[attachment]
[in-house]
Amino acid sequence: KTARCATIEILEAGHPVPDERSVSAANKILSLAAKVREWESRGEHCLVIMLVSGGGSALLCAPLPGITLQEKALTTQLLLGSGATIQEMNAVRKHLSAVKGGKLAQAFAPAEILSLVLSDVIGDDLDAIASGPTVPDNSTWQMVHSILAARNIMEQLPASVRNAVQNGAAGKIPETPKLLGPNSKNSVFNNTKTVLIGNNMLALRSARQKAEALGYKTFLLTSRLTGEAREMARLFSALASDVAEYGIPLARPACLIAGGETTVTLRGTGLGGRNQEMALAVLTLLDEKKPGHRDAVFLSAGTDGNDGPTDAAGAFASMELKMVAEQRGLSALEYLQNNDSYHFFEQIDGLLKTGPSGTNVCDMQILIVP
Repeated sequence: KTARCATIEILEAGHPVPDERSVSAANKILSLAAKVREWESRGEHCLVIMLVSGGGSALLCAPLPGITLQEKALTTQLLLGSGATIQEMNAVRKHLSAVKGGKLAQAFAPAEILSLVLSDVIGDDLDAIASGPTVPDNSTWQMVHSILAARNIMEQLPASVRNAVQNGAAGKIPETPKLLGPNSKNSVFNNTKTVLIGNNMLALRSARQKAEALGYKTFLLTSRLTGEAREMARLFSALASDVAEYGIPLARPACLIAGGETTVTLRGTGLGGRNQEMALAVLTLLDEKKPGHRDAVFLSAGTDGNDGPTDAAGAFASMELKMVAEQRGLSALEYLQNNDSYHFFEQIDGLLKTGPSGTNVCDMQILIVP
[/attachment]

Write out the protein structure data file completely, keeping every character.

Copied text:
[in-house]
Amino acid sequence: KTARCATIEILEAGHPVPDERSVSAANKILSLAAKVREWESRGEHCLVIMLVSGGGSALLCAPLPGITLQEKALTTQLLLGSGATIQEMNAVRKHLSAVKGGKLAQAFAPAEILSLVLSDVIGDDLDAIASGPTVPDNSTWQMVHSILAARNIMEQLPASVRNAVQNGAAGKIPETPKLLGPNSKNSVFNNTKTVLIGNNMLALRSARQKAEALGYKTFLLTSRLTGEAREMARLFSALASDVAEYGIPLARPACLIAGGETTVTLRGTGLGGRNQEMALAVLTLLDEKKPGHRDAVFLSAGTDGNDGPTDAAGAFASMELKMVAEQRGLSALEYLQNNDSYHFFEQIDGLLKTGPSGTNVCDMQILIVP
Repeated sequence: KTARCATIEILEAGHPVPDERSVSAANKILSLAAKVREWESRGEHCLVIMLVSGGGSALLCAPLPGITLQEKALTTQLLLGSGATIQEMNAVRKHLSAVKGGKLAQAFAPAEILSLVLSDVIGDDLDAIASGPTVPDNSTWQMVHSILAARNIMEQLPASVRNAVQNGAAGKIPETPKLLGPNSKNSVFNNTKTVLIGNNMLALRSARQKAEALGYKTFLLTSRLTGEAREMARLFSALASDVAEYGIPLARPACLIAGGETTVTLRGTGLGGRNQEMALAVLTLLDEKKPGHRDAVFLSAGTDGNDGPTDAAGAFASMELKMVAEQRGLSALEYLQNNDSYHFFEQIDGLLKTGPSGTNVCDMQILIVP